MM I think it’s very important as well if you deliver a service and you’ve got first-hand experience because you’ve got a disability as well. You can understand what people go through on a day-to-day basis, especially if they don’t get the right support when it comes to self-directed support. Danielle, I was reading on your website as well about you offer a wide variety of services - and you can give your website out in a wee bit - but I just picked 2 services that you do. Tell us a bit about the self-centred planning that you do and your advocacy work.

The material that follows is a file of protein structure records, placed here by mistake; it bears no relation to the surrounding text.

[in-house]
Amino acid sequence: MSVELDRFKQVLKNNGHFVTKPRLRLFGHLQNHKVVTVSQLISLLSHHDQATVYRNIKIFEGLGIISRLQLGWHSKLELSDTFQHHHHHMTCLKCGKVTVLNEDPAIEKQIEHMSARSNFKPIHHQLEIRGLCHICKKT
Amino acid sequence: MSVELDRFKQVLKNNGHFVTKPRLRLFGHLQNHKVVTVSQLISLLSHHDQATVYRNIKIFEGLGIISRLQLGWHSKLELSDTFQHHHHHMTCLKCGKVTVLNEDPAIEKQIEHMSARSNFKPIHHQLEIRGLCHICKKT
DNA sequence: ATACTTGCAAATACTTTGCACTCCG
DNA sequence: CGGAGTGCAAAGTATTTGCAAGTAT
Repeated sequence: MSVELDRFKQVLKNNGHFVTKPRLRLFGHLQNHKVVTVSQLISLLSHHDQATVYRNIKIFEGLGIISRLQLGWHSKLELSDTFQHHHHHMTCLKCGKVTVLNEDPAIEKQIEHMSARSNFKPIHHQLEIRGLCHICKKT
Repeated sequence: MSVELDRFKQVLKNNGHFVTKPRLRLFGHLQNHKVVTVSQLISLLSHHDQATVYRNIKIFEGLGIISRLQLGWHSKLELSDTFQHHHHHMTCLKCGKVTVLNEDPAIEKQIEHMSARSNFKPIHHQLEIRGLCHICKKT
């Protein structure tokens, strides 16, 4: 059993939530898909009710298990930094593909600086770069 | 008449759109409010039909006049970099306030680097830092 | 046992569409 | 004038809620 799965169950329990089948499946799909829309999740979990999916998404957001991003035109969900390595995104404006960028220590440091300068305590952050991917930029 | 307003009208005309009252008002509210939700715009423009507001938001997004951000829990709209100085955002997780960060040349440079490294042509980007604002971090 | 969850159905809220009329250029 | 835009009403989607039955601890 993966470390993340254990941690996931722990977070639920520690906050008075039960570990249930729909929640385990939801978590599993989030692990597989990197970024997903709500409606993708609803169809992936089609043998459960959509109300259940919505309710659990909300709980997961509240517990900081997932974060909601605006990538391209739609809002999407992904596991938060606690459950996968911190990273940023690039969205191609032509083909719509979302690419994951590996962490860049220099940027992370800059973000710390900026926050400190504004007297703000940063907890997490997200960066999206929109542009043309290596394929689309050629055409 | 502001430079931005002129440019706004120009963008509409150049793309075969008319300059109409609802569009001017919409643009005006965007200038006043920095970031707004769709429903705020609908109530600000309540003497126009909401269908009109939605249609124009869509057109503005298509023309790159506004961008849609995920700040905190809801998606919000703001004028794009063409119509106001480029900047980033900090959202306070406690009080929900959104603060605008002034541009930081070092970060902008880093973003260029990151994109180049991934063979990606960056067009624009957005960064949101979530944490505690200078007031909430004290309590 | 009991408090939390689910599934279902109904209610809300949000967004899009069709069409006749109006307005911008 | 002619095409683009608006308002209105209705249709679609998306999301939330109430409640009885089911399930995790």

DF Well the advocacy work is about giving people a voice who wouldn’t otherwise have a voice, using my experiences of disability to offer that type of support, because when people need support and to have their voices heard, they often feel as if they’re not being listened to by services. So it’s really important that they are being listened to, and as a result of me being able to empathise with that I think that gives a different shift, and also it’s important to say I think that in response to COVID-19 and the challenges we’re facing at the moment, you can now offer these advocacy services online. So people can still contact you and I am happy to deliver the advocacy support either on the phone or via Zoom or any other video calling platform. The person-centred planning support, again it can be offered digitally at the moment because we’re not able to do it face-to-face, but that is about helping people with disabilities to be big and look to the future and realise their potential, and break down those barriers that they may think are in their way when it comes to living the life that they want and leading it how they want to lead it. So the person-centred planning support is about thinking outside the box. It is not service-led. It’s about helping the person being big, even if they can’t reach the whole of their dream due to their disability. For example, somebody said they wanted to be a pilot, but rather than due to their disability saying, “Oh you can never do that”, the person-centred planning process helped that person break that down and say, “Well what is it about being a pilot that you enjoy?”, and because of that process it helped the person. They weren’t able realistically to become a pilot but through the process they were able to identify what it was about being a pilot that they could do and what it was they enjoyed. I believe now that they actually work in the airport. They’re not a pilot but they still work in the airport and they wear a uniform, ‘cause as it turned out it was wearing a uniform and helping people that they liked the idea about being a pilot. So the person-centred planning process is just about helping a person get their own identity and look to the future I guess.